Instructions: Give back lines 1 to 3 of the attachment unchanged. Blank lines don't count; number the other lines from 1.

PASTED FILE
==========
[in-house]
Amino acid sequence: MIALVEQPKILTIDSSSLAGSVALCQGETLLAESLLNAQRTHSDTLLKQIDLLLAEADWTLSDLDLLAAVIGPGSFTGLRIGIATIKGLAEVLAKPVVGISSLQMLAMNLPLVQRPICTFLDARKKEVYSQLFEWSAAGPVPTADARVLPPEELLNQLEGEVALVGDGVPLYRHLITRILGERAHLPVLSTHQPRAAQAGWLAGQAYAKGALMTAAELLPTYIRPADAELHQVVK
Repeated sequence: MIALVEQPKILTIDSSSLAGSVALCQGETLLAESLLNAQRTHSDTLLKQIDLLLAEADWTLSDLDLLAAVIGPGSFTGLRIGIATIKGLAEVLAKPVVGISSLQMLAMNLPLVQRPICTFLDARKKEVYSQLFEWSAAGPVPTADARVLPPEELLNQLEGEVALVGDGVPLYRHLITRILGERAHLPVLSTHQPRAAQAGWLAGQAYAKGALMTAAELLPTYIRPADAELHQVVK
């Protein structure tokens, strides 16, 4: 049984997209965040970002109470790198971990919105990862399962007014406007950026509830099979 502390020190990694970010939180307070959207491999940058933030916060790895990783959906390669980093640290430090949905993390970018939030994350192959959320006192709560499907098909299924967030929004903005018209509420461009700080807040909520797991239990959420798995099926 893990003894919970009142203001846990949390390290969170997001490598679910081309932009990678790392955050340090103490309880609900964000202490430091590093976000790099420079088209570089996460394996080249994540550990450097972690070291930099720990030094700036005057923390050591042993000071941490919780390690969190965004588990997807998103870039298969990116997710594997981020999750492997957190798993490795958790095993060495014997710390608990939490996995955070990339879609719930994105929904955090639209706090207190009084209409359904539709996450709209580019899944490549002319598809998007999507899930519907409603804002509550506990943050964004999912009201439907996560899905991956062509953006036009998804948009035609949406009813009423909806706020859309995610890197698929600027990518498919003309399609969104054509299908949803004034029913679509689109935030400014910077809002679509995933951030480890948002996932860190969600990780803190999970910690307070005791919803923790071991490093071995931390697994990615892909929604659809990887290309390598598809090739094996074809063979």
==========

[in-house]
Amino acid sequence: MIALVEQPKILTIDSSSLAGSVALCQGETLLAESLLNAQRTHSDTLLKQIDLLLAEADWTLSDLDLLAAVIGPGSFTGLRIGIATIKGLAEVLAKPVVGISSLQMLAMNLPLVQRPICTFLDARKKEVYSQLFEWSAAGPVPTADARVLPPEELLNQLEGEVALVGDGVPLYRHLITRILGERAHLPVLSTHQPRAAQAGWLAGQAYAKGALMTAAELLPTYIRPADAELHQVVK
Repeated sequence: MIALVEQPKILTIDSSSLAGSVALCQGETLLAESLLNAQRTHSDTLLKQIDLLLAEADWTLSDLDLLAAVIGPGSFTGLRIGIATIKGLAEVLAKPVVGISSLQMLAMNLPLVQRPICTFLDARKKEVYSQLFEWSAAGPVPTADARVLPPEELLNQLEGEVALVGDGVPLYRHLITRILGERAHLPVLSTHQPRAAQAGWLAGQAYAKGALMTAAELLPTYIRPADAELHQVVK